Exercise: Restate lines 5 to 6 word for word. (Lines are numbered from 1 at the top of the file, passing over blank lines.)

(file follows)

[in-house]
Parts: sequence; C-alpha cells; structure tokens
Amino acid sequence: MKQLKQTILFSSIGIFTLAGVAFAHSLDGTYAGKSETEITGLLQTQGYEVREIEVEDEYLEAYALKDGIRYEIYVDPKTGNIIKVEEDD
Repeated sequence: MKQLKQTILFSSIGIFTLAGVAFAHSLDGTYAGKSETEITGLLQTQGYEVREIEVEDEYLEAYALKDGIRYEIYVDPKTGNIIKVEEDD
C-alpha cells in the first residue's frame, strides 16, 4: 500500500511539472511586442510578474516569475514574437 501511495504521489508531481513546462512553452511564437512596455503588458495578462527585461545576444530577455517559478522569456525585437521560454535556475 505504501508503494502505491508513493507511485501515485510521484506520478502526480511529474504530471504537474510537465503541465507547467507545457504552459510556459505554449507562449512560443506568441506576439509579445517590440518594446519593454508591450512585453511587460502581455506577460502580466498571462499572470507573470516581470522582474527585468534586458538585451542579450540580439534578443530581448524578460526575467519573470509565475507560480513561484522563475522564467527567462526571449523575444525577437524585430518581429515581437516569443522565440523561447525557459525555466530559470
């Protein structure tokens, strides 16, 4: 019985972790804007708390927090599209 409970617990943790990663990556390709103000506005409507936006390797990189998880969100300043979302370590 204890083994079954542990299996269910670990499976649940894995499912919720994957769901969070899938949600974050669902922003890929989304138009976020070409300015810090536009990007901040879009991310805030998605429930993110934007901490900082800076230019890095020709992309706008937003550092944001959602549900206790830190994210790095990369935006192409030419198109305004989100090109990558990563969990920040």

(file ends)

C-alpha cells in the first residue's frame, strides 16, 4: 500500500511539472511586442510578474516569475514574437 501511495504521489508531481513546462512553452511564437512596455503588458495578462527585461545576444530577455517559478522569456525585437521560454535556475 505504501508503494502505491508513493507511485501515485510521484506520478502526480511529474504530471504537474510537465503541465507547467507545457504552459510556459505554449507562449512560443506568441506576439509579445517590440518594446519593454508591450512585453511587460502581455506577460502580466498571462499572470507573470516581470522582474527585468534586458538585451542579450540580439534578443530581448524578460526575467519573470509565475507560480513561484522563475522564467527567462526571449523575444525577437524585430518581429515581437516569443522565440523561447525557459525555466530559470
């Protein structure tokens, strides 16, 4: 019985972790804007708390927090599209 409970617990943790990663990556390709103000506005409507936006390797990189998880969100300043979302370590 204890083994079954542990299996269910670990499976649940894995499912919720994957769901969070899938949600974050669902922003890929989304138009976020070409300015810090536009990007901040879009991310805030998605429930993110934007901490900082800076230019890095020709992309706008937003550092944001959602549900206790830190994210790095990369935006192409030419198109305004989100090109990558990563969990920040």